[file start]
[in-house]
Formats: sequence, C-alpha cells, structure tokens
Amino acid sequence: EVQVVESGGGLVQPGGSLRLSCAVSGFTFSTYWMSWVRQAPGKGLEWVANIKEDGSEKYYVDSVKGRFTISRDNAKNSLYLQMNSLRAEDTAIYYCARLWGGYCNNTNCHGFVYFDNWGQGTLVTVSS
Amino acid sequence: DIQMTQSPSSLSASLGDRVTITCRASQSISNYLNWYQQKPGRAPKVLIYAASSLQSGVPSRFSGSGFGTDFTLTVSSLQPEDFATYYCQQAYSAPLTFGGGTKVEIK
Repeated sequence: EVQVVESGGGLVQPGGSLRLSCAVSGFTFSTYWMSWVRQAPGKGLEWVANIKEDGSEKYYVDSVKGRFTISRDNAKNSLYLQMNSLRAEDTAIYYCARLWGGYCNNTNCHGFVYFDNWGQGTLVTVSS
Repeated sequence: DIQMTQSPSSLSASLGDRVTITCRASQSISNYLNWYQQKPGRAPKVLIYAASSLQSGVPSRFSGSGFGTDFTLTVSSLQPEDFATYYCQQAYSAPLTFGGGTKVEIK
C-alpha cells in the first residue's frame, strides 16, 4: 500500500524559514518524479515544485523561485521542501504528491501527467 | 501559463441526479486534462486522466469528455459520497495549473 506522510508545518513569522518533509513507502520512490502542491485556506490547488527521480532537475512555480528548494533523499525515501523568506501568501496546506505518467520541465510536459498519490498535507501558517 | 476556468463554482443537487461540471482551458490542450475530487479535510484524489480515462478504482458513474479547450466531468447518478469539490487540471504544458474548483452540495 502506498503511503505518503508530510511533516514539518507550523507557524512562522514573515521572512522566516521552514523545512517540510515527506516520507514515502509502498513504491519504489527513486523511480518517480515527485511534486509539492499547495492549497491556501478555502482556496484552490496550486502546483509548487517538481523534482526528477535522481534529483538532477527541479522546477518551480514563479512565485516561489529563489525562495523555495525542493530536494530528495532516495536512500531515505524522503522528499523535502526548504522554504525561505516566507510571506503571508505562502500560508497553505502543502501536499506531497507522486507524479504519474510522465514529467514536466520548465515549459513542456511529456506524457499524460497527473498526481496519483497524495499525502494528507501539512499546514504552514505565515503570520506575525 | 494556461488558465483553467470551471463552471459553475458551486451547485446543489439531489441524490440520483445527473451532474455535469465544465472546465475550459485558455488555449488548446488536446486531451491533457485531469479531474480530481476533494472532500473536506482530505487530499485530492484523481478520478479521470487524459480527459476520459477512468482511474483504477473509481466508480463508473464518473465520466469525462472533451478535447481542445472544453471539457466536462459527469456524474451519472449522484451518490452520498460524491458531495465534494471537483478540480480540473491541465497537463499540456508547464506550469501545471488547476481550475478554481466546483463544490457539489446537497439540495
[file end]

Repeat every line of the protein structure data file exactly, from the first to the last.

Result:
[in-house]
Formats: sequence, C-alpha cells, structure tokens
Amino acid sequence: EVQVVESGGGLVQPGGSLRLSCAVSGFTFSTYWMSWVRQAPGKGLEWVANIKEDGSEKYYVDSVKGRFTISRDNAKNSLYLQMNSLRAEDTAIYYCARLWGGYCNNTNCHGFVYFDNWGQGTLVTVSS
Amino acid sequence: DIQMTQSPSSLSASLGDRVTITCRASQSISNYLNWYQQKPGRAPKVLIYAASSLQSGVPSRFSGSGFGTDFTLTVSSLQPEDFATYYCQQAYSAPLTFGGGTKVEIK
Repeated sequence: EVQVVESGGGLVQPGGSLRLSCAVSGFTFSTYWMSWVRQAPGKGLEWVANIKEDGSEKYYVDSVKGRFTISRDNAKNSLYLQMNSLRAEDTAIYYCARLWGGYCNNTNCHGFVYFDNWGQGTLVTVSS
Repeated sequence: DIQMTQSPSSLSASLGDRVTITCRASQSISNYLNWYQQKPGRAPKVLIYAASSLQSGVPSRFSGSGFGTDFTLTVSSLQPEDFATYYCQQAYSAPLTFGGGTKVEIK
C-alpha cells in the first residue's frame, strides 16, 4: 500500500524559514518524479515544485523561485521542501504528491501527467 | 501559463441526479486534462486522466469528455459520497495549473 506522510508545518513569522518533509513507502520512490502542491485556506490547488527521480532537475512555480528548494533523499525515501523568506501568501496546506505518467520541465510536459498519490498535507501558517 | 476556468463554482443537487461540471482551458490542450475530487479535510484524489480515462478504482458513474479547450466531468447518478469539490487540471504544458474548483452540495 502506498503511503505518503508530510511533516514539518507550523507557524512562522514573515521572512522566516521552514523545512517540510515527506516520507514515502509502498513504491519504489527513486523511480518517480515527485511534486509539492499547495492549497491556501478555502482556496484552490496550486502546483509548487517538481523534482526528477535522481534529483538532477527541479522546477518551480514563479512565485516561489529563489525562495523555495525542493530536494530528495532516495536512500531515505524522503522528499523535502526548504522554504525561505516566507510571506503571508505562502500560508497553505502543502501536499506531497507522486507524479504519474510522465514529467514536466520548465515549459513542456511529456506524457499524460497527473498526481496519483497524495499525502494528507501539512499546514504552514505565515503570520506575525 | 494556461488558465483553467470551471463552471459553475458551486451547485446543489439531489441524490440520483445527473451532474455535469465544465472546465475550459485558455488555449488548446488536446486531451491533457485531469479531474480530481476533494472532500473536506482530505487530499485530492484523481478520478479521470487524459480527459476520459477512468482511474483504477473509481466508480463508473464518473465520466469525462472533451478535447481542445472544453471539457466536462459527469456524474451519472449522484451518490452520498460524491458531495465534494471537483478540480480540473491541465497537463499540456508547464506550469501545471488547476481550475478554481466546483463544490457539489446537497439540495